From Publishers Weekly
An incident of sexual harassment occurring in a high school corridor dramatically alters the lives of two of the students involved. Of the three youths accused of assaulting sharp-tongued Valerie Michon, only Rollo, a junior, experiences twinges of guilt which evolve into a desperate need to be forgiven by his family as well as his victim. Meanwhile, bitter, fearful Valerie struggles to regain her independence and trust in men. Readers are sure to recognize some of the novel's characters: macho "Candy," who claims his attack was nothing more than horseplay; and his smaller-than-average buddy, Brig, who longs to be a bigshot. Other prime players include an assortment of teenaged girls who also have experienced various forms of harassment, and the school administrators, whose chief concern is ducking any publicity surrounding the assault. Although the story begins somewhat slowly, the pace quickly increases as events build to a predictable yet gripping climax. In her frank scenario Mazer ( After the Rain ; Taking Terri Mueller ), skillfully avoids sensationalizing either the action or issues; rather, she paints a powerful portrait of loss of control and victimization. Her thought-provoking book underscores the responsibility of victims-- and society in general--to take action against injustice. Ages 12-up.
Copyright 1993 Reed Business Information, Inc.
From Kirkus Reviews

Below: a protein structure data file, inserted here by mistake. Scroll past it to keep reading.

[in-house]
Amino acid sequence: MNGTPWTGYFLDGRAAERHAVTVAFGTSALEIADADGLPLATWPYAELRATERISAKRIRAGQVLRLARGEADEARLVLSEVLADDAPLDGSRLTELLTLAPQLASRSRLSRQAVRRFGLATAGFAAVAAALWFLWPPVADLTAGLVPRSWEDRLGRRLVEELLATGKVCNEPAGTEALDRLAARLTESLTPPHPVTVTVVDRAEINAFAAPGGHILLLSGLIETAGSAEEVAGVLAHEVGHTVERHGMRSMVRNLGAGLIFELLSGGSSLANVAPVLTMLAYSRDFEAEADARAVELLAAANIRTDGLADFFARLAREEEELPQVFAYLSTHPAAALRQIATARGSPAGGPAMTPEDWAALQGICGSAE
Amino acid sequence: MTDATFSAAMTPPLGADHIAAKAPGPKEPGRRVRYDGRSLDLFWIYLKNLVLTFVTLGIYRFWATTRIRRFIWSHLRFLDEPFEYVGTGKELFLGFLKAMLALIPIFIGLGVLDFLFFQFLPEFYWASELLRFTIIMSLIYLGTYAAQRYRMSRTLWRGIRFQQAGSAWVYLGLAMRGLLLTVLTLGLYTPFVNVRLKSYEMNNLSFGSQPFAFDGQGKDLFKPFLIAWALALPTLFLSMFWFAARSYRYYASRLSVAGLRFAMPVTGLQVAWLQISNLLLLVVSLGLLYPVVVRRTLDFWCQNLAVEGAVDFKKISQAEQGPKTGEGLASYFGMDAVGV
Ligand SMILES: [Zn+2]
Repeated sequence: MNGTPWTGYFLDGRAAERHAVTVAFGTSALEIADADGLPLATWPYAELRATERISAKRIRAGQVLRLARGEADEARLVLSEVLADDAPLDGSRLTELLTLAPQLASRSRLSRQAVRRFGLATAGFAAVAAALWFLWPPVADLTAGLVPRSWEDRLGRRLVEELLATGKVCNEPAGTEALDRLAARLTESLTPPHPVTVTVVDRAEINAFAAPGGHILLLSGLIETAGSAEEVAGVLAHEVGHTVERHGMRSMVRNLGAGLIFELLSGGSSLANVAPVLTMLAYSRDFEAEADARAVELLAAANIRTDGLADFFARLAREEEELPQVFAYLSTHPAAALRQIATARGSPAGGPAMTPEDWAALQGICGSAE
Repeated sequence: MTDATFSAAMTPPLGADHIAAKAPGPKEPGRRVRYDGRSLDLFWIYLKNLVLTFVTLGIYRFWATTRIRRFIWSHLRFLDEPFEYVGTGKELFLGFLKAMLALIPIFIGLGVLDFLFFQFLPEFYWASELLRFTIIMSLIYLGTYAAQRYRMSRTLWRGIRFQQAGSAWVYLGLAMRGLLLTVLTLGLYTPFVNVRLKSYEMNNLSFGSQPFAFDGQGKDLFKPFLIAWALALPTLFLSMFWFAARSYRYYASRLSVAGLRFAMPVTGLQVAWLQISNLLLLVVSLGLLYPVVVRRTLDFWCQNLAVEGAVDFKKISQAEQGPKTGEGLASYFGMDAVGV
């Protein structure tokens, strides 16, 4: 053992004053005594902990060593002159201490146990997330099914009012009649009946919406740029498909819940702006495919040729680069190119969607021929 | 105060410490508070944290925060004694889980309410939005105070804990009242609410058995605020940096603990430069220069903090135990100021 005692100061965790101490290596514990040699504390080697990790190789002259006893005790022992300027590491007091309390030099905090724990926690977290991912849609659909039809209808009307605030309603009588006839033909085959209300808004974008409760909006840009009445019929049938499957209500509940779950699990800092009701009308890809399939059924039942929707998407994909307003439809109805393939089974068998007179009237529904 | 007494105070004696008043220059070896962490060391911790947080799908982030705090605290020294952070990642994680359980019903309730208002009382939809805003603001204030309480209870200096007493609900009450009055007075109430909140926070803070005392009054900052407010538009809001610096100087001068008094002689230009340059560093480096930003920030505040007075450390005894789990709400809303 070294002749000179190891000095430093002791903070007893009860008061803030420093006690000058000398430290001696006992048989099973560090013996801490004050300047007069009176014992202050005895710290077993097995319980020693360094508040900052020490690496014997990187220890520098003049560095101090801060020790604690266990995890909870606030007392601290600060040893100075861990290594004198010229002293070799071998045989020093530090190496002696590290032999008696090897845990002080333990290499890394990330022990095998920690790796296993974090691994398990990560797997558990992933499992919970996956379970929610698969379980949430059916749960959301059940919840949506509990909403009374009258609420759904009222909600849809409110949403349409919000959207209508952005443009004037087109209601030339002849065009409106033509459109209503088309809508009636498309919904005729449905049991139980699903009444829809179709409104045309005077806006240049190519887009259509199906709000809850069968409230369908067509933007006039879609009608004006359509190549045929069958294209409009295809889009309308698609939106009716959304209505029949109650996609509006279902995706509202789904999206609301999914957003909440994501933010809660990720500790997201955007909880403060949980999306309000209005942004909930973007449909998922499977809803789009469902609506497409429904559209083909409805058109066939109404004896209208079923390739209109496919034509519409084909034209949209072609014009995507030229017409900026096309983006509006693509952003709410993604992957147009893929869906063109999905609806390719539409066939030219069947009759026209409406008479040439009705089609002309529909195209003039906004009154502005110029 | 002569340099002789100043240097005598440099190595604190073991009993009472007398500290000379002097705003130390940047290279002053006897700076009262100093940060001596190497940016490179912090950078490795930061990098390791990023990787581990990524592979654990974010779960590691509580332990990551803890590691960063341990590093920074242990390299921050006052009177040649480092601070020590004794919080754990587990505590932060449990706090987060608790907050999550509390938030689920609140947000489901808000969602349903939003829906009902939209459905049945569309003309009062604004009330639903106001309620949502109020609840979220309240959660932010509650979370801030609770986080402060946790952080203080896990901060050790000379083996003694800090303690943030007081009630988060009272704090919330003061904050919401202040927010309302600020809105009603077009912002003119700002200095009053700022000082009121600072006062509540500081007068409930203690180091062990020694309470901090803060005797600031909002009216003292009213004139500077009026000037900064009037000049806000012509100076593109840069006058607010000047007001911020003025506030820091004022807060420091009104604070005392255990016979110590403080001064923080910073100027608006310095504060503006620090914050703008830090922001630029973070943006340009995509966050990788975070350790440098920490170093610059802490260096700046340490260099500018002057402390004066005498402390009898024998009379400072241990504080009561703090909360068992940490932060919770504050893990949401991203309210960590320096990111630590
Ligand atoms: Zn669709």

Perhaps it wasn't exactly a rape, but Valerie knows that those few moments when she was cornered in the school corridor have changed her forever. The nightmares may fade, but she'll never regain her trust in a safe world. With great skill and compassion, Mazer endows the cast of this familiar drama with real individuality. Two of the boys are school leaders with home problems to fuel the anger they act out in mean-spirited pranks; the third--oversize, relatively nice Rollo (whose point of view prevails)--is a follower, thoughtlessly caught up in the excitement of his friends' misdeeds. The student grapevine is swift, adding embarrassment to Valerie's pain; and she gets little sympathy from a principal who thinks first of ``damage control.'' In time, she and some other girls begin to exchange similar experiences, helping her make the decision to write a letter, describing her trauma, to a local paper. Meanwhile, though the other boys persist in thinking the incident was ``no big deal,'' Rollo worries and tries to open communication with Valerie. Still, when she challenges him to imagine himself in her position, he simply doesn't get it--somehow, he persists, he would have been strong enough to escape. Accessible, but far from simplistic, Mazer's balanced depiction of both sides is a powerful demonstration of the evils of harassment and how its victims can assert themselves; it may even help harassers see the other side. (Fiction. 12-17) -- Copyright ©1993, Kirkus Associates, LP. All rights reserved.